Why It Matters: Rishi Sunak met his inflation pledge.
About a year ago, with inflation above 10 percent, Prime Minister Rishi Sunak made several pledges to the British public on the economy, migration and the health service. Wednesday’s data confirms that he met one of those — to cut Britain’s inflation rate in half. It’s a much-needed win for the government as it begins an election year with Mr. Sunak’s political party trailing in the polls.
But even as households may be relieved that prices aren’t rising as quickly, the cumulative impact of high inflation is still being felt. For example, food and nonalcoholic drink prices are up 26 percent in the past two years.
The Magic Number: How soon will Britain get to 2% inflation?
Mr. Sunak’s aim was to see the inflation rate halved, but the Bank of England, which is responsible for controlling inflation, has a mandate to bring it all the way down to 2 percent and has raised interest rates aggressively to do so.
The situation appears to be changing quite quickly now. Inflation could drop to 2 percent as soon as the spring, around April or May, according to economists at Goldman Sachs, ING, Oxford Economics and elsewhere. That would bring it to the target about a year and a half earlier than the Bank of England recently forecast.
But it matters whether inflation stays at 2 percent. And there, the data is less certain, according to Michael Saunders at Oxford Economics and a former Bank of England rate-setter.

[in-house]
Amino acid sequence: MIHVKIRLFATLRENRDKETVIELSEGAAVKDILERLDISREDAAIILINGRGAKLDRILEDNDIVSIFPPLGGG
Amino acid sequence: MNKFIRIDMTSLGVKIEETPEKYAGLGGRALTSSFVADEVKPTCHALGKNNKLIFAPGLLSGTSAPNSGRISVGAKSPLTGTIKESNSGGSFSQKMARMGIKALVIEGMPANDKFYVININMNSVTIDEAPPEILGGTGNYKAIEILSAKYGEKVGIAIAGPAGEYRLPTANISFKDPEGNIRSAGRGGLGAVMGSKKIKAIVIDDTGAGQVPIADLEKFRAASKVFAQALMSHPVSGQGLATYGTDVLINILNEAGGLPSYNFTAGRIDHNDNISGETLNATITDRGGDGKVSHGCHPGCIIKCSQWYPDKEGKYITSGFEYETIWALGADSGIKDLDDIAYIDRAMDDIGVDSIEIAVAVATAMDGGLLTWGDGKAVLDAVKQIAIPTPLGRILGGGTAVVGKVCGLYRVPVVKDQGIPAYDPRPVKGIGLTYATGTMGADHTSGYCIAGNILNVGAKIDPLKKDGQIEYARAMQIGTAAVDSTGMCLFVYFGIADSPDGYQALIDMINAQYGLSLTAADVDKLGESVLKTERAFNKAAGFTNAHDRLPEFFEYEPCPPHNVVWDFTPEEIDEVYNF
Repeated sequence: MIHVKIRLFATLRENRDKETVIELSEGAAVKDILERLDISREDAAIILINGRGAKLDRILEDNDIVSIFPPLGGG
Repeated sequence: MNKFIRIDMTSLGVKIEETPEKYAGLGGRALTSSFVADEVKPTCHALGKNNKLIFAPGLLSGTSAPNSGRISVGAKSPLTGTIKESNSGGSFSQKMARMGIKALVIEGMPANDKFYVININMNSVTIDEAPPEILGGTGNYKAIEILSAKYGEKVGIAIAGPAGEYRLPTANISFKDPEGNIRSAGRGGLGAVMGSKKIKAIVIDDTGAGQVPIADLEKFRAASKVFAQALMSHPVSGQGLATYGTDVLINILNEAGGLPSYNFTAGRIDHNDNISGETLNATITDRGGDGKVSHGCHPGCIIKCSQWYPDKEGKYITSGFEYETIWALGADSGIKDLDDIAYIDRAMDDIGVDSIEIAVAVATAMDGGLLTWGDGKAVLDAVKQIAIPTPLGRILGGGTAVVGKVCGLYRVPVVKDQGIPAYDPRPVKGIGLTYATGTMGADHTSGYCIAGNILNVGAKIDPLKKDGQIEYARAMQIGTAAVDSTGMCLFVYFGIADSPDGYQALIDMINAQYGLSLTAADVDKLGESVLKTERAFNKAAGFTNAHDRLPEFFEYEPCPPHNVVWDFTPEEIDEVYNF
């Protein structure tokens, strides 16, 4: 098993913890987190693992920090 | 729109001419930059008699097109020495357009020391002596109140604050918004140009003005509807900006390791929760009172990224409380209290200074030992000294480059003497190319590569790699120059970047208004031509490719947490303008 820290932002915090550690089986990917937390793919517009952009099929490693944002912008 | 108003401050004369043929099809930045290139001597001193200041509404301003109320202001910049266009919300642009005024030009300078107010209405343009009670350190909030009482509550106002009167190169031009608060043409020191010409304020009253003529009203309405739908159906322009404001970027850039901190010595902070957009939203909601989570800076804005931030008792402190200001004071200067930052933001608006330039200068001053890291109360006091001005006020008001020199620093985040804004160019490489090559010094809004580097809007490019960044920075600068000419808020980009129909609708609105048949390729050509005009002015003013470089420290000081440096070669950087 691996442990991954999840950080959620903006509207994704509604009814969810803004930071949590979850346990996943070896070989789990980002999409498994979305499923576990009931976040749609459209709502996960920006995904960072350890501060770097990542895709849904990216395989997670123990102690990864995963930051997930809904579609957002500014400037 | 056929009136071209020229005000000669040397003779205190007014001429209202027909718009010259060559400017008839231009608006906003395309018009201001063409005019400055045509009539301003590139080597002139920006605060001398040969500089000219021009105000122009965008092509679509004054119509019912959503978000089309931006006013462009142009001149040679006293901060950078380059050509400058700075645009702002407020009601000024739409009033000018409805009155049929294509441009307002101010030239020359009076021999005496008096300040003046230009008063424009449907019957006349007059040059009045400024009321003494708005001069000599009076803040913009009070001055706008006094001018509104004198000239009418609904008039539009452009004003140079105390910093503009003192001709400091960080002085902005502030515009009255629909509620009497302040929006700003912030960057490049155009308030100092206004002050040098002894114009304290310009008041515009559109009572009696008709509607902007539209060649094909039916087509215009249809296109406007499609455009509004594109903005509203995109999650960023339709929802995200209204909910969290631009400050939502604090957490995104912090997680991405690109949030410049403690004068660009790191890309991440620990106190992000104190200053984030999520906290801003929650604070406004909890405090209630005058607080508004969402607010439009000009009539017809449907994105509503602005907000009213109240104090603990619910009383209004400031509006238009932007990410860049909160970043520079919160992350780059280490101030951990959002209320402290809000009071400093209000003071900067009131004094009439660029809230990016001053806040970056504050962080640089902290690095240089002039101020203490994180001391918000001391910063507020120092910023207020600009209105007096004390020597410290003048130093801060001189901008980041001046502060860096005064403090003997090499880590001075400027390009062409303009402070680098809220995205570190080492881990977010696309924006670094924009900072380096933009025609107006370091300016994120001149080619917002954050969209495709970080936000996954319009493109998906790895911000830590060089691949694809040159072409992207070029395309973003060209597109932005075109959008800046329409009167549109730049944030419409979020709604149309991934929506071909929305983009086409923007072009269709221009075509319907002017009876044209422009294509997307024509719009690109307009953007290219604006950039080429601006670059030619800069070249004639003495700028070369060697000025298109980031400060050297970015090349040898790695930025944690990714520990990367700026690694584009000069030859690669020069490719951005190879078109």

The decline in headline inflation reflects a fall in global goods and energy prices, “rather than a major slowdown in underlying domestic inflation pressures,” Mr. Saunders wrote in a note this week. Pay growth and price pressures in services will be slower to retreat and are likely to stay above levels consistent with 2 percent inflation, he added.
Annual growth in pay was 6.6 percent from September through November, data published Tuesday showed. Services inflation was 6.4 percent, slightly higher than in November. Core inflation, which excludes food and energy prices, was 5.1 percent, the same as the previous month.
Risks Ahead: Shipping disruptions could refuel price rises.
There’s some concern that downward momentum in inflation could be stalled as conflict in the Middle East pushes up the cost of energy and consumer goods because of disruption to shipping in the Red Sea. As ships travel the long way round the southern coast of Africa, the cost of shipping has surged, and those increases could make their way to consumers.
Last week, the head of Tesco, Britain’s largest grocery retailer, warned that prices on some items could be pushed up, but said it was too early to tell. Marks & Spencer said that it might need to absorb higher costs and that there could be some delays to new clothing in the next two months. The retailer Next has also warned of delays of stock deliveries.
What’s Next: New forecasts from the central bank.
In about two weeks, the Bank of England will publish its latest projections on inflation and economic growth, which traders and analysts will parse for clues of how soon interest rates might be cut from their current levels, which are the highest since 2008 at 5.25 percent.
Amid the sharp drop in inflation, traders are betting that the first cut will come during the second quarter of the year — certainly by June, but maybe as soon as May. By the end of the year, traders are betting, rates will be back below 4 percent.